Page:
Myocardial micronecrosis produced by microsphere embolization. Role of an alpha-adrenergic tonic influence on the coronary microcirculation.
Microspheres approximately 25 or 50 micrometers in diameter were systemically embolized from the left ventricular cavity. The number of microspheres given was empirically chosen to minimize the possibility of more than one microsphere lodging in an arteriole (3 mg/kg), yet was sufficient to allow for adequate histological assessment. The dogs were sacrificed after 24 hours, and focal areas of myocytolytic necrosis were noted in the myocardium. Groups of dogs were given pretreatment with drugs 10 minutes before embolization. Dogs pretreated with phentolamine (n = 8) and prazosin (n = 2) did not reveal any areas of myocardial necrosis after embolization with 25-micrometers microspheres. Cardiac lesions were also prevented in four of five dogs pretreated with verapamil. In contrast, cardiac lesions were not prevented by pretreatment with yohimbine (n = 2), dipyridamole (n = 3), propranolol (n = 2), or atropine (n = 2). Drug pretreatment with phentolamine or verapamil was not able to prevent cardiac lesions after embolization with 50-micrometers microspheres. Furthermore, despite a greater number of microspheres physically present in the subendocardial layer, the necrotic lesions were more frequent in the mid-wall and epicardial layers. Lesions produced by 25- or 50-micrometers emboli were also significantly smaller in the endocardium. Systemic embolization with microspheres excluding the coronary circulation did not produce cardiac lesions. We conclude that mechanical interruption of the coronary circulation with a 25-micrometers microsphere may be a necessary but not sufficient condition to produce cardiac necrosis. An alpha 1-adrenergic mechanism is also involved in the production of these lesions.(ABSTRACT TRUNCATED AT 250 WORDS)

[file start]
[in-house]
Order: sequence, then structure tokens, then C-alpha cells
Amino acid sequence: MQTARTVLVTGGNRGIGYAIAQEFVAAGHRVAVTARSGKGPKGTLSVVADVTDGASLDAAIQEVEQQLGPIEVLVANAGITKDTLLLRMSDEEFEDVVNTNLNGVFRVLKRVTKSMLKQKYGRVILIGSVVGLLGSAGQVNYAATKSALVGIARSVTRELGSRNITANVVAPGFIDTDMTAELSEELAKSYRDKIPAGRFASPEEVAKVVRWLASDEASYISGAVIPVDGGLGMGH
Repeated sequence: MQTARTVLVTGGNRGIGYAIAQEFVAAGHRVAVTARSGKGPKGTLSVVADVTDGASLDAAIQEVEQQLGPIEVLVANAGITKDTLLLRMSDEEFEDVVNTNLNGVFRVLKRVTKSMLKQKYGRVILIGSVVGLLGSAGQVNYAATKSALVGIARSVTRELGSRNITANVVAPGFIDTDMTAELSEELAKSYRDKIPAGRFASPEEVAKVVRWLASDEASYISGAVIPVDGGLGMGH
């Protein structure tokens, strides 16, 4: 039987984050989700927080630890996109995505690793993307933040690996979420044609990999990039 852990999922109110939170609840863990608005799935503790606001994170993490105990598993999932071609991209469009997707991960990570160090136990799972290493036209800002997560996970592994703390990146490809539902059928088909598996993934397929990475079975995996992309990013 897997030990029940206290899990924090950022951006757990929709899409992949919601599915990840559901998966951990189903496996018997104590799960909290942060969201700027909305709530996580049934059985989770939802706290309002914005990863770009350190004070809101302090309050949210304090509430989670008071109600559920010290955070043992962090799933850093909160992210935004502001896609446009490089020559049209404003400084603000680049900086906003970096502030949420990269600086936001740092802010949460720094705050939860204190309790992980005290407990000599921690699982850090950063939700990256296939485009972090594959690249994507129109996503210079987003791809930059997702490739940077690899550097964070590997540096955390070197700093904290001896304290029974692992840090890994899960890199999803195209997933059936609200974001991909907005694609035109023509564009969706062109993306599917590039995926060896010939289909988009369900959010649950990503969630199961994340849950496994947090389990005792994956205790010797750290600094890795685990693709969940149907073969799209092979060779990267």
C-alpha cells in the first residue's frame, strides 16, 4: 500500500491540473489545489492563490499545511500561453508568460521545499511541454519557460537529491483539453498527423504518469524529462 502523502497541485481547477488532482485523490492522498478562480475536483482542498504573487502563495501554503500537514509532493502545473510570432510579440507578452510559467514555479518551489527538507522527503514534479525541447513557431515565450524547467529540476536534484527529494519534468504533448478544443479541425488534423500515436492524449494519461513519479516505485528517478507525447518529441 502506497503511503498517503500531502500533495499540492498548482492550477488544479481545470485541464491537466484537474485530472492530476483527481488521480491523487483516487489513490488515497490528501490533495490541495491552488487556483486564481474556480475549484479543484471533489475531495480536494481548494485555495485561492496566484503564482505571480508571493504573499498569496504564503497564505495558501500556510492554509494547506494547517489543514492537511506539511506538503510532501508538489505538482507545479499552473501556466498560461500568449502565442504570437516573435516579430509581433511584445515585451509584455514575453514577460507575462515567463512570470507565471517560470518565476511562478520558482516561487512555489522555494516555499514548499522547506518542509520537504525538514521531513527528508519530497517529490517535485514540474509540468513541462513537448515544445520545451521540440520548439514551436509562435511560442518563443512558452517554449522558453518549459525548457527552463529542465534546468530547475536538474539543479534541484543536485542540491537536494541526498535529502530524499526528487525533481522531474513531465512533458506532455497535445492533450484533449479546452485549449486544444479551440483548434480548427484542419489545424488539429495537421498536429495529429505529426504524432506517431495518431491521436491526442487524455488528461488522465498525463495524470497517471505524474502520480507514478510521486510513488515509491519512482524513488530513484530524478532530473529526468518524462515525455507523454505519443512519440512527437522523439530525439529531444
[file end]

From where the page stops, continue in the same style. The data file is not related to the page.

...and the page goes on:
- Copyright © 1984 by American Heart Association